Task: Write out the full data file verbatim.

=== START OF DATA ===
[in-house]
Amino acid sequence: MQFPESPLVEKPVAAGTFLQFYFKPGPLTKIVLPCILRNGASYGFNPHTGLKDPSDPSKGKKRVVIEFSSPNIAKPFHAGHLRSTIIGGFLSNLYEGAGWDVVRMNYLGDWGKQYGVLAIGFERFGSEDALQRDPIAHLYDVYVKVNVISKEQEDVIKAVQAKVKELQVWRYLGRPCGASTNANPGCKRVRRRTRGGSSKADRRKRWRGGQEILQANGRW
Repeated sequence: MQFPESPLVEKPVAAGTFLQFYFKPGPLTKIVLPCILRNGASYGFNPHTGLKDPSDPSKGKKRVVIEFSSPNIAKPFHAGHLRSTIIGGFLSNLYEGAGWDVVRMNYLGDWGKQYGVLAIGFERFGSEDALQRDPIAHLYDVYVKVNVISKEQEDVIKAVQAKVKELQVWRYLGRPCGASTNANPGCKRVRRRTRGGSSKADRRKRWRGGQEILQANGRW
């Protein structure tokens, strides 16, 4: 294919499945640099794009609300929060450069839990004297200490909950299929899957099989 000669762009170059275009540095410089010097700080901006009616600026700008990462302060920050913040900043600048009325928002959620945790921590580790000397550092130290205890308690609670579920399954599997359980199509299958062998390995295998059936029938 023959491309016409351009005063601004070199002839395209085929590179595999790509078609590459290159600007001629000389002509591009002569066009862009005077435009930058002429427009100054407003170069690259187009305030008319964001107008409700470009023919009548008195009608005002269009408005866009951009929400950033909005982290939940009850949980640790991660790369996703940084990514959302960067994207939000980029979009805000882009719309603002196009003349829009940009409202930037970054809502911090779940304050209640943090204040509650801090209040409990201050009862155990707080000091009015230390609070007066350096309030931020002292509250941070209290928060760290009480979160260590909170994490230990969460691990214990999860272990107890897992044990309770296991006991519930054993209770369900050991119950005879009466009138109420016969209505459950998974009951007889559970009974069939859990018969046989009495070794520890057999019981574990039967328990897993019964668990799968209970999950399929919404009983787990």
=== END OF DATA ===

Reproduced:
[in-house]
Amino acid sequence: MQFPESPLVEKPVAAGTFLQFYFKPGPLTKIVLPCILRNGASYGFNPHTGLKDPSDPSKGKKRVVIEFSSPNIAKPFHAGHLRSTIIGGFLSNLYEGAGWDVVRMNYLGDWGKQYGVLAIGFERFGSEDALQRDPIAHLYDVYVKVNVISKEQEDVIKAVQAKVKELQVWRYLGRPCGASTNANPGCKRVRRRTRGGSSKADRRKRWRGGQEILQANGRW
Repeated sequence: MQFPESPLVEKPVAAGTFLQFYFKPGPLTKIVLPCILRNGASYGFNPHTGLKDPSDPSKGKKRVVIEFSSPNIAKPFHAGHLRSTIIGGFLSNLYEGAGWDVVRMNYLGDWGKQYGVLAIGFERFGSEDALQRDPIAHLYDVYVKVNVISKEQEDVIKAVQAKVKELQVWRYLGRPCGASTNANPGCKRVRRRTRGGSSKADRRKRWRGGQEILQANGRW
């Protein structure tokens, strides 16, 4: 294919499945640099794009609300929060450069839990004297200490909950299929899957099989 000669762009170059275009540095410089010097700080901006009616600026700008990462302060920050913040900043600048009325928002959620945790921590580790000397550092130290205890308690609670579920399954599997359980199509299958062998390995295998059936029938 023959491309016409351009005063601004070199002839395209085929590179595999790509078609590459290159600007001629000389002509591009002569066009862009005077435009930058002429427009100054407003170069690259187009305030008319964001107008409700470009023919009548008195009608005002269009408005866009951009929400950033909005982290939940009850949980640790991660790369996703940084990514959302960067994207939000980029979009805000882009719309603002196009003349829009940009409202930037970054809502911090779940304050209640943090204040509650801090209040409990201050009862155990707080000091009015230390609070007066350096309030931020002292509250941070209290928060760290009480979160260590909170994490230990969460691990214990999860272990107890897992044990309770296991006991519930054993209770369900050991119950005879009466009138109420016969209505459950998974009951007889559970009974069939859990018969046989009495070794520890057999019981574990039967328990897993019964668990799968209970999950399929919404009983787990």